Since the election, the US risk assets (stocks and high-yield bonds) have experienced a significant speculative rally based on positive sentiment across the board. Stocks were also supported by a spike in corporate buybacks in December. While positive sentiment alone can boost economic growth in the short term, it does not guarantee the sustained economic growth required to validate the current market valuations.
Market valuations provide little help in timing the market in the short term, but do highly correlate to predicting long term returns. The market today is priced for dismal returns over the next decade regardless of economic growth…
…unless the US government allows the Federal Reserve to start buying into the stock market with money created out-of-thin-air as Japan already does. A former Treasury Secretary has suggested this in the US – of course one has to ask why exactly would this be necessary?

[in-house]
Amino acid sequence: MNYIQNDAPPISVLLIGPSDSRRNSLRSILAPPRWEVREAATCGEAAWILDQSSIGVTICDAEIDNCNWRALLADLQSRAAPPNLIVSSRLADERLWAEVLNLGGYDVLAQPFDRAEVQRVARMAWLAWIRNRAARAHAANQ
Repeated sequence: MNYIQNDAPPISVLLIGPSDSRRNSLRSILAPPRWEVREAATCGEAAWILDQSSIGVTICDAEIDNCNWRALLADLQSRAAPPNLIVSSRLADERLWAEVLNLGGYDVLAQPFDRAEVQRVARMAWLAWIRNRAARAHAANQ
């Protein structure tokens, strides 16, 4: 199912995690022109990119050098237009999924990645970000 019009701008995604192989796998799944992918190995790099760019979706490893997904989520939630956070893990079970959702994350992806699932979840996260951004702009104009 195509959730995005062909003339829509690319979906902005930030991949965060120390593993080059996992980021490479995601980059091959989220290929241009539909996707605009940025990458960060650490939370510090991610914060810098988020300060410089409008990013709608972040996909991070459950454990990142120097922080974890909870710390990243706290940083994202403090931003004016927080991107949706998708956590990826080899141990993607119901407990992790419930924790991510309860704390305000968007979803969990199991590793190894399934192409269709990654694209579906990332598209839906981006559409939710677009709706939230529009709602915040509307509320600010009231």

The “why” can be partly derived from Dr. Hussman’s chart that provides us the historic picture of the median SP500 price compared to corporate revenues. It is one of many measures showing the stock market is very expensive these days. Revenue is difficult to financially engineer like earnings and provides a more stable long-term measuring stick. The “median” shows this is a broad-based bubble.
While there are some good reasons why the ratio should be slightly higher today than 30 years ago, I do not see much room for a new bull market under normal circumstances.